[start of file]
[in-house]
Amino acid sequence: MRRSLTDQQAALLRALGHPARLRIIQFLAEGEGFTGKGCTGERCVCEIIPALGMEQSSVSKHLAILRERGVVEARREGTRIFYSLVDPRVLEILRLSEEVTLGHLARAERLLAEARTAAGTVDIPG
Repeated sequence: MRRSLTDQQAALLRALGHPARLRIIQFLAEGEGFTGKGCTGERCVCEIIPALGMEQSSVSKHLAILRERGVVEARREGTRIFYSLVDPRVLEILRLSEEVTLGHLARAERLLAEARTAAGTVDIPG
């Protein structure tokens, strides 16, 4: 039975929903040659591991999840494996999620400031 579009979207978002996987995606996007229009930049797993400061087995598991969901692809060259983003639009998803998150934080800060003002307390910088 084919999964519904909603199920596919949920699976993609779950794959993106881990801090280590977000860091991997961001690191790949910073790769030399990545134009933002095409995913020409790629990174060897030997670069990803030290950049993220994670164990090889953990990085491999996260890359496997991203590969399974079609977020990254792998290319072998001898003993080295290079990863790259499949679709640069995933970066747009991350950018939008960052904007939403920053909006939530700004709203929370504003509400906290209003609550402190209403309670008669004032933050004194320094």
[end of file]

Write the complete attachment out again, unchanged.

[in-house]
Amino acid sequence: MRRSLTDQQAALLRALGHPARLRIIQFLAEGEGFTGKGCTGERCVCEIIPALGMEQSSVSKHLAILRERGVVEARREGTRIFYSLVDPRVLEILRLSEEVTLGHLARAERLLAEARTAAGTVDIPG
Repeated sequence: MRRSLTDQQAALLRALGHPARLRIIQFLAEGEGFTGKGCTGERCVCEIIPALGMEQSSVSKHLAILRERGVVEARREGTRIFYSLVDPRVLEILRLSEEVTLGHLARAERLLAEARTAAGTVDIPG
């Protein structure tokens, strides 16, 4: 039975929903040659591991999840494996999620400031 579009979207978002996987995606996007229009930049797993400061087995598991969901692809060259983003639009998803998150934080800060003002307390910088 084919999964519904909603199920596919949920699976993609779950794959993106881990801090280590977000860091991997961001690191790949910073790769030399990545134009933002095409995913020409790629990174060897030997670069990803030290950049993220994670164990090889953990990085491999996260890359496997991203590969399974079609977020990254792998290319072998001898003993080295290079990863790259499949679709640069995933970066747009991350950018939008960052904007939403920053909006939530700004709203929370504003509400906290209003609550402190209403309670008669004032933050004194320094």